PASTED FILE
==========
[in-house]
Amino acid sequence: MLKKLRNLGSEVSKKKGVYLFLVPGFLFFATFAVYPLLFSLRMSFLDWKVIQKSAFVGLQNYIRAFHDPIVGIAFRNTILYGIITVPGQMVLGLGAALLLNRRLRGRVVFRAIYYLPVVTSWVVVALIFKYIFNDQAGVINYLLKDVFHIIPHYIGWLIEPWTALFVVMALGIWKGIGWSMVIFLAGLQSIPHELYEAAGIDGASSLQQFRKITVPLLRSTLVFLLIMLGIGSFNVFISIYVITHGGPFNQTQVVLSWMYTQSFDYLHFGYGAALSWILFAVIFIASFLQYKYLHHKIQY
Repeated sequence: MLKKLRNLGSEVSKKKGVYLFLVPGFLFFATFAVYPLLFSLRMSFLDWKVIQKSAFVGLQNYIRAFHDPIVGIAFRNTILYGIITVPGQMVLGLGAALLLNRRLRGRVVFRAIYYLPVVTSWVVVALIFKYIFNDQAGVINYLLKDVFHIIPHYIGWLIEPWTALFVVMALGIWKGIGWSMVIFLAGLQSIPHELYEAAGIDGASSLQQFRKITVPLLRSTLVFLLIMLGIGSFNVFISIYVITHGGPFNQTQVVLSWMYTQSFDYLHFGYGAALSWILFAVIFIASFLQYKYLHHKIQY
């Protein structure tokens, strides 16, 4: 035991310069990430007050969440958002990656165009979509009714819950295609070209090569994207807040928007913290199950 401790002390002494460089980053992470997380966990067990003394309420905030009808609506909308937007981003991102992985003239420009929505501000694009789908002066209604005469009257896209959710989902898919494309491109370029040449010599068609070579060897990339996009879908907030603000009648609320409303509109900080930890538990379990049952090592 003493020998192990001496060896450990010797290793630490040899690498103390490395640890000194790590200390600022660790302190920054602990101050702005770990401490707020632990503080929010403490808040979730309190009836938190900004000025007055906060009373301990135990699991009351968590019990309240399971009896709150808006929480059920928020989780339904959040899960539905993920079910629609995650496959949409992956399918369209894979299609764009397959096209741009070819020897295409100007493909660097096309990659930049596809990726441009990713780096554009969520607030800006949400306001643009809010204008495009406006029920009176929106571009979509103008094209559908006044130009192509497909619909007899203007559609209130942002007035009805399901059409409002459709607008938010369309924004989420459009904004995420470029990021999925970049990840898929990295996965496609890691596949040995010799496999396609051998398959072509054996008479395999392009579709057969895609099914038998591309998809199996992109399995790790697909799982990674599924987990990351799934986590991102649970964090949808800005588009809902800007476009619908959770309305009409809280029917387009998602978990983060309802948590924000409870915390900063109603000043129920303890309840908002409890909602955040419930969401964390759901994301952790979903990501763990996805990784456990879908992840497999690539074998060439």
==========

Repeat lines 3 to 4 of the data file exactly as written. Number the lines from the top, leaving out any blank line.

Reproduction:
Repeated sequence: MLKKLRNLGSEVSKKKGVYLFLVPGFLFFATFAVYPLLFSLRMSFLDWKVIQKSAFVGLQNYIRAFHDPIVGIAFRNTILYGIITVPGQMVLGLGAALLLNRRLRGRVVFRAIYYLPVVTSWVVVALIFKYIFNDQAGVINYLLKDVFHIIPHYIGWLIEPWTALFVVMALGIWKGIGWSMVIFLAGLQSIPHELYEAAGIDGASSLQQFRKITVPLLRSTLVFLLIMLGIGSFNVFISIYVITHGGPFNQTQVVLSWMYTQSFDYLHFGYGAALSWILFAVIFIASFLQYKYLHHKIQY
């Protein structure tokens, strides 16, 4: 035991310069990430007050969440958002990656165009979509009714819950295609070209090569994207807040928007913290199950 401790002390002494460089980053992470997380966990067990003394309420905030009808609506909308937007981003991102992985003239420009929505501000694009789908002066209604005469009257896209959710989902898919494309491109370029040449010599068609070579060897990339996009879908907030603000009648609320409303509109900080930890538990379990049952090592 003493020998192990001496060896450990010797290793630490040899690498103390490395640890000194790590200390600022660790302190920054602990101050702005770990401490707020632990503080929010403490808040979730309190009836938190900004000025007055906060009373301990135990699991009351968590019990309240399971009896709150808006929480059920928020989780339904959040899960539905993920079910629609995650496959949409992956399918369209894979299609764009397959096209741009070819020897295409100007493909660097096309990659930049596809990726441009990713780096554009969520607030800006949400306001643009809010204008495009406006029920009176929106571009979509103008094209559908006044130009192509497909619909007899203007559609209130942002007035009805399901059409409002459709607008938010369309924004989420459009904004995420470029990021999925970049990840898929990295996965496609890691596949040995010799496999396609051998398959072509054996008479395999392009579709057969895609099914038998591309998809199996992109399995790790697909799982990674599924987990990351799934986590991102649970964090949808800005588009809902800007476009619908959770309305009409809280029917387009998602978990983060309802948590924000409870915390900063109603000043129920303890309840908002409890909602955040419930969401964390759901994301952790979903990501763990996805990784456990879908992840497999690539074998060439």